Most Africans perceive public libraries as spaces with dusty tomes where people go to read and study especially just before examinations. For many, libraries are all about education and the elites.
Times are changing!
African Library and Information Associations and Institutions (AfLIA) in partnership with Public Library Association (PLA) and Electronic Information for Libraries (EIFL) have run leadership programmes for public libraries that are yielding amazing results. African Public libraries are offering services on literacy and more! Isa Maganda of Nambi Sseppuuya Community Resource Centre, Uganda, who took part in the AfLIA/EIFL IYALI leadership programme is among the public librarians who are shattering the glass ceiling and rewriting perceptions about public libraries in Africa.
His library hosts a 35 years old widow, who visits every day to use the acquired sewing machines and perfect on her skills of making reusable pads. She is now performing some cloth repairs for people at a small fee so as to earn a living and educate her children.
She has an ambitious plan to:
– begin training other women, once the resource acquires more sewing Machines.
– start making/sewing school uniforms, casual wear shirts and dresses for girls and boys when gets capital.
Libraries are really spaces of possibilities!
Zariakah Kyozira, aged 25, from Igombe village in Uganda, was struggling to find employment in her chosen career, human resources management. “I was just at home for two years, doing nothing” she said. “Then one day Isa Maganda, librarian of Nambi Sseppuuya Community Resource Centre, my local library, told me to join a learning circle to learn computer skills. I signed up immediately!” Learning circles are in-person study groups for people taking online courses.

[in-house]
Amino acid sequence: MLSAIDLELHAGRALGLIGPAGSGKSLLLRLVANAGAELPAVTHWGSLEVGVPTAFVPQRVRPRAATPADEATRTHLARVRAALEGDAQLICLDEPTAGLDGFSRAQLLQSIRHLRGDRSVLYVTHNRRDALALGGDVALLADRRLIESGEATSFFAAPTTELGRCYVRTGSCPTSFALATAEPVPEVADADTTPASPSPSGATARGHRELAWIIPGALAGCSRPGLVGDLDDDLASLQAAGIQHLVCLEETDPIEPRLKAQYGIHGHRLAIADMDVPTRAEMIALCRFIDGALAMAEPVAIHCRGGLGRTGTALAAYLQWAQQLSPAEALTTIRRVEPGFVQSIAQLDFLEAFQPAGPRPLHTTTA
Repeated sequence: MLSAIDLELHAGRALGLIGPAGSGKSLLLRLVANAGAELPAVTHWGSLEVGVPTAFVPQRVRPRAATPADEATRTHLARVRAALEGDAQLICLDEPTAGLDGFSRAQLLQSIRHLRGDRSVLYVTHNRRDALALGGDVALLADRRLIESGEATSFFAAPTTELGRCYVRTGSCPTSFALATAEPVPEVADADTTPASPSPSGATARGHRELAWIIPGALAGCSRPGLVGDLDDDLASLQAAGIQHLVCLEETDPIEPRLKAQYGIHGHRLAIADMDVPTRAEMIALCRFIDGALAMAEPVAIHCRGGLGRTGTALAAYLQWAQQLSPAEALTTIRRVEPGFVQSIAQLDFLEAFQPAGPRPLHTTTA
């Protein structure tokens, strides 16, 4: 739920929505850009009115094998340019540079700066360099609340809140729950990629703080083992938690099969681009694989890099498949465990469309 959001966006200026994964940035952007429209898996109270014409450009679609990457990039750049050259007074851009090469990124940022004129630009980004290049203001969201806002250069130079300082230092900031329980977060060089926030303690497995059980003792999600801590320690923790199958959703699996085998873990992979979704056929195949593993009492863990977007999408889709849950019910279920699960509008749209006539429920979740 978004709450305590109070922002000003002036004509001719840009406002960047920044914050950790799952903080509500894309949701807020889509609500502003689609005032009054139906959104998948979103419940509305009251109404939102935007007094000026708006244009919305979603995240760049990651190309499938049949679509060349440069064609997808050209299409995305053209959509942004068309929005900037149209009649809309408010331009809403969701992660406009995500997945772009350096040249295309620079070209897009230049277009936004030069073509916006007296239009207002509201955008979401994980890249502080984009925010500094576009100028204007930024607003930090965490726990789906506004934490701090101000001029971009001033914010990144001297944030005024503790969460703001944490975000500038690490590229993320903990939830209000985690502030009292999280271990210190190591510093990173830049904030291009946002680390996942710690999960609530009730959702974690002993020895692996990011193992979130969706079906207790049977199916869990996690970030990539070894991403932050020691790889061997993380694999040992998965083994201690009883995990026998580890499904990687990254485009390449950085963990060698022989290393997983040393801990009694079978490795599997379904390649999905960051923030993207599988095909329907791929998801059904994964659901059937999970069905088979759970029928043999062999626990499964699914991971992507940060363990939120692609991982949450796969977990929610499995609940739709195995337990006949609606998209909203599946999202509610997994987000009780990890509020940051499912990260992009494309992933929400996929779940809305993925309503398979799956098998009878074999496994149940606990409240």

Isa started the learning circle in the library after attending learning circles facilitation training organized by EIFL and Peer to Peer University in 2018. At the library, Zariakah discovered that there were many free courses online. She was inspired to initiate her own learning circle in the library on baking.
Hear her …
“We were 11 learners. Our group met every weekend for four weeks. Isa facilitated and we helped each other.
“Now I can do everything – edit on the computer and use the internet, email and Facebook!”
“Using new knowledge from the course and recipes from the internet, we are now baking delicious cakes and cookies that we are selling,” she said.
“I spend all my free time in the library, using the computer to research the internet to discover new ideas.”
Nkem Agu, Enugu State Library Board, Nigeria believes that young people can acquire economic skills that will help them thrive successfully despite the present high rate of unemployment in many African countries. She is in Cohort 2 of AfLIA Leadership Academy (AfLAc). Her library offers shoe-making classes for the youth. They learn how to make sandals and slip-ons from scratch. Information resources on shoemaking and designs are also provided. The Library is working on having a brand name and logo for their shoes!
When next anyone tells you that African public libraries are all about reading old books, kindly tell such a person that AfLIA has brought and is still bringing changes to African libraries of all types!
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